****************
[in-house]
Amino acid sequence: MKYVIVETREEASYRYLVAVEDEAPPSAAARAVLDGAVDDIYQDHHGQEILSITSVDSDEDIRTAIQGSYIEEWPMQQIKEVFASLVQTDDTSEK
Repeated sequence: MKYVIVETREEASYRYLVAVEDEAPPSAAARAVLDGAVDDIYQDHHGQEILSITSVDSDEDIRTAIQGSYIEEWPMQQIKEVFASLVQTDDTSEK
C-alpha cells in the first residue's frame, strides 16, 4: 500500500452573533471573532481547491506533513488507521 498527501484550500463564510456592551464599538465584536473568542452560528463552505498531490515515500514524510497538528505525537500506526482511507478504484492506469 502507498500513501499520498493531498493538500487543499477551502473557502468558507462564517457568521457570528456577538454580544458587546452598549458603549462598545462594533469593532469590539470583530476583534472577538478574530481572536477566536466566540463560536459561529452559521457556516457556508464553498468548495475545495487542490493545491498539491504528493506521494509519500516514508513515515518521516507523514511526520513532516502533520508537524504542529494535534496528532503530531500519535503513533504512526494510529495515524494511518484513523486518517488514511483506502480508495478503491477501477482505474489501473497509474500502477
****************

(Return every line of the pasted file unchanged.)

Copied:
[in-house]
Amino acid sequence: MKYVIVETREEASYRYLVAVEDEAPPSAAARAVLDGAVDDIYQDHHGQEILSITSVDSDEDIRTAIQGSYIEEWPMQQIKEVFASLVQTDDTSEK
Repeated sequence: MKYVIVETREEASYRYLVAVEDEAPPSAAARAVLDGAVDDIYQDHHGQEILSITSVDSDEDIRTAIQGSYIEEWPMQQIKEVFASLVQTDDTSEK
C-alpha cells in the first residue's frame, strides 16, 4: 500500500452573533471573532481547491506533513488507521 498527501484550500463564510456592551464599538465584536473568542452560528463552505498531490515515500514524510497538528505525537500506526482511507478504484492506469 502507498500513501499520498493531498493538500487543499477551502473557502468558507462564517457568521457570528456577538454580544458587546452598549458603549462598545462594533469593532469590539470583530476583534472577538478574530481572536477566536466566540463560536459561529452559521457556516457556508464553498468548495475545495487542490493545491498539491504528493506521494509519500516514508513515515518521516507523514511526520513532516502533520508537524504542529494535534496528532503530531500519535503513533504512526494510529495515524494511518484513523486518517488514511483506502480508495478503491477501477482505474489501473497509474500502477